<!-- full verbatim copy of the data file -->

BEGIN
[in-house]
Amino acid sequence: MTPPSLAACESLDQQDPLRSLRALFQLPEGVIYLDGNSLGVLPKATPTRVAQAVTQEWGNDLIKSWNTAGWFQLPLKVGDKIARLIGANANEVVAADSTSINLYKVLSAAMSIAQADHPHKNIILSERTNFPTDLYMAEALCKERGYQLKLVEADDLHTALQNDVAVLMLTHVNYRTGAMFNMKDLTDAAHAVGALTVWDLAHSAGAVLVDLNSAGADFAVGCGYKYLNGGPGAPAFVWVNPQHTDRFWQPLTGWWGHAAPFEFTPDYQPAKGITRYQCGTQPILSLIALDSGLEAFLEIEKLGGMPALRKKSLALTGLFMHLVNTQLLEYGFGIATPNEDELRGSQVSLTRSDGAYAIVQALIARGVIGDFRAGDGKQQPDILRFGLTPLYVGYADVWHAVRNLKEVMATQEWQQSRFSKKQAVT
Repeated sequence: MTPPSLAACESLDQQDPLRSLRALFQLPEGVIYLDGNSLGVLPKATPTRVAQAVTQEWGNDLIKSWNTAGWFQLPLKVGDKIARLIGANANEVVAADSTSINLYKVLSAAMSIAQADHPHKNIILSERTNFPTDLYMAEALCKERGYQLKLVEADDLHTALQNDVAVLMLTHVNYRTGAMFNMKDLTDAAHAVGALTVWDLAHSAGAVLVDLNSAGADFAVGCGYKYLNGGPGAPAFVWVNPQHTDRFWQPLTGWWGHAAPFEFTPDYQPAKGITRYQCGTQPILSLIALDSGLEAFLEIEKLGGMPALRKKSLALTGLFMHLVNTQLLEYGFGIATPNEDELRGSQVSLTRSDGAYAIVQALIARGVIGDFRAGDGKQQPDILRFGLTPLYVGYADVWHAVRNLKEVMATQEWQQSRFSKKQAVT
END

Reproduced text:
[in-house]
Amino acid sequence: MTPPSLAACESLDQQDPLRSLRALFQLPEGVIYLDGNSLGVLPKATPTRVAQAVTQEWGNDLIKSWNTAGWFQLPLKVGDKIARLIGANANEVVAADSTSINLYKVLSAAMSIAQADHPHKNIILSERTNFPTDLYMAEALCKERGYQLKLVEADDLHTALQNDVAVLMLTHVNYRTGAMFNMKDLTDAAHAVGALTVWDLAHSAGAVLVDLNSAGADFAVGCGYKYLNGGPGAPAFVWVNPQHTDRFWQPLTGWWGHAAPFEFTPDYQPAKGITRYQCGTQPILSLIALDSGLEAFLEIEKLGGMPALRKKSLALTGLFMHLVNTQLLEYGFGIATPNEDELRGSQVSLTRSDGAYAIVQALIARGVIGDFRAGDGKQQPDILRFGLTPLYVGYADVWHAVRNLKEVMATQEWQQSRFSKKQAVT
Repeated sequence: MTPPSLAACESLDQQDPLRSLRALFQLPEGVIYLDGNSLGVLPKATPTRVAQAVTQEWGNDLIKSWNTAGWFQLPLKVGDKIARLIGANANEVVAADSTSINLYKVLSAAMSIAQADHPHKNIILSERTNFPTDLYMAEALCKERGYQLKLVEADDLHTALQNDVAVLMLTHVNYRTGAMFNMKDLTDAAHAVGALTVWDLAHSAGAVLVDLNSAGADFAVGCGYKYLNGGPGAPAFVWVNPQHTDRFWQPLTGWWGHAAPFEFTPDYQPAKGITRYQCGTQPILSLIALDSGLEAFLEIEKLGGMPALRKKSLALTGLFMHLVNTQLLEYGFGIATPNEDELRGSQVSLTRSDGAYAIVQALIARGVIGDFRAGDGKQQPDILRFGLTPLYVGYADVWHAVRNLKEVMATQEWQQSRFSKKQAVT